Having staged an extremely successful home fixture against Southend, with 1,000 fans in attendance, manager Chris Beech spoke this week about the frustration of going back to fixtures being played behind closed doors.
“It’s frustrating because having fans here inspires you, whether you’re running, doing a marathon, riding a bike, whatever you do, it’s support that helps you along,” he said. “That’s what support is.
“The fans aren’t here so we have to support each other and create our own energy. It’s a big miss, but that’s the same for everybody, the opposition included.
“It’s an obvious miss for the fans as well because they put their new strips on to come to watch the Southend game and it was a brilliant day for us all, on and off the pitch.
“The players know that this is a game of local interest. The players are excited for any game, but this one has more value to the area, of course it does. We just want to represent what we’re trying to achieve, which is working hard, having good technique, scoring goals and keeping clean sheets.
“We’ve conceded one goal in two games, which is much better in terms of the facts, but I want us to be scoring a few more goals.”
Looking back at the last home game, he told us: “Personally, which is obviously removing it from any sort of governance, I’d say it was a complete success and it’s a shame that we can’t do that again, or grow it and have more in.
“After our experiment, that was when the virus seemed to raise its ugly head again, so the government have put all sorts of new conditions out in different areas, and we’re all struggling to work out what they all actually mean.
“In terms of football, I can’t wait to get the fans back, but until we get to that stage we need to look after the points and grow them.
“We have to accept the situation, accept that it’s a definite blow to not have fans in, but it won’t affect us in terms of how to try to approach the game because we know what we need to do.
“In terms of the bigger picture, it’s a blow because the Southend game was a definite success. Football is a sharing game, and we can’t share it with the fans inside the stadium, so it’s a shame.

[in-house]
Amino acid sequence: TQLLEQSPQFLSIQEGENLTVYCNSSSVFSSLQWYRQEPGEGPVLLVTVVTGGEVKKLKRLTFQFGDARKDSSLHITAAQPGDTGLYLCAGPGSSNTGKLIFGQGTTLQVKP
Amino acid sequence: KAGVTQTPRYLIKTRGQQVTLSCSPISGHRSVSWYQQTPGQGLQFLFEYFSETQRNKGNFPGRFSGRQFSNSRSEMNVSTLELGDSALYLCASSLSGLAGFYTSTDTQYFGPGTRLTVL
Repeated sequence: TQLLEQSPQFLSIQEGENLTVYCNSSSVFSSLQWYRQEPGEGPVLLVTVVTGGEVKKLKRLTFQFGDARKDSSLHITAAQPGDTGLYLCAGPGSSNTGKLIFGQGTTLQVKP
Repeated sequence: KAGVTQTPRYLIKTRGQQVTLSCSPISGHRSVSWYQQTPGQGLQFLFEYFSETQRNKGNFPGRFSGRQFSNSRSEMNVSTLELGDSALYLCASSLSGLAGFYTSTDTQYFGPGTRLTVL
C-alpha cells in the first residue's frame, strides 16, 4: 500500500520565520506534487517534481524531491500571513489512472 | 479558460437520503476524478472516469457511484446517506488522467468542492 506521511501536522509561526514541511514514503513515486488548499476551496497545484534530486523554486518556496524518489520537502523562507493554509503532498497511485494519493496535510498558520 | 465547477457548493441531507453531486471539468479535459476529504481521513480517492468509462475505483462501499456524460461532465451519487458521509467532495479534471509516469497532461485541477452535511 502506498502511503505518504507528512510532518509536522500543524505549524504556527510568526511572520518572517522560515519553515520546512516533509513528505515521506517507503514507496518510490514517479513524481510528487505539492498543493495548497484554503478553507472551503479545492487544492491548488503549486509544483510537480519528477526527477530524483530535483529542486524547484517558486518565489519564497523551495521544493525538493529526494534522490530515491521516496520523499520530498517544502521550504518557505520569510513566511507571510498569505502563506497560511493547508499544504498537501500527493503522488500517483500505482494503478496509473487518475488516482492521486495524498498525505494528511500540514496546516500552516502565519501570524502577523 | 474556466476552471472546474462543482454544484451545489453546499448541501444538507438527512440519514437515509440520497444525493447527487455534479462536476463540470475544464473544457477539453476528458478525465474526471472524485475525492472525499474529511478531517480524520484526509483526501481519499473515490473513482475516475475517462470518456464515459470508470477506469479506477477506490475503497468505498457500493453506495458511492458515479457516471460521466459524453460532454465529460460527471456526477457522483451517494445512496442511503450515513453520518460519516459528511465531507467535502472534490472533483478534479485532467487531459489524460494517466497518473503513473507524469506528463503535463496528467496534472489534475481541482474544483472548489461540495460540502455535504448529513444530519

“As I’ve said before, whatever the situation nationally or within football, it’s about what the players do on the pitch. I can try and prepare them and support them, but it’s about the players. Players pick teams and create cultures in dressing rooms.
“This group of players have a good culture and a good attitude, and we’re growing that as we progress. Relationships are being formed on and off the pitch, and what I’ve been really pleased with in terms of this recruitment is that players are committing to living in the area.
“It’s less temporary, and that’s the way it should be. We haven’t been able to assist with relocation money and things like that, the players have taken that on themselves.
“It doesn’t matter how well you do or don’t do, often as a manager you can manage very well but not get the win, so people don’t think you’re very good, then the next week you could do nothing all week but win, and you’re the best thing since sliced bread.
“We know that, we know it’s all about three points, so we’ve got to make sure we go out and earn that. The players know that.”
And thanks to a CUOSC initiative there will be over 100 supporters in attendance as brand-new cardboard cut-outs are positioned in the stands ahead of kick off.
“I think the cut-outs are a really good idea,” he said. “I saw the ones of Aaron [Hayden] and Nick [Anderton] we got made the other day and they’re really good.
“I almost started talking to one of them because they’re really lifelike! It will be good to have a few faces in the stand and it’s great that the fans want to support us in whatever way they can.”
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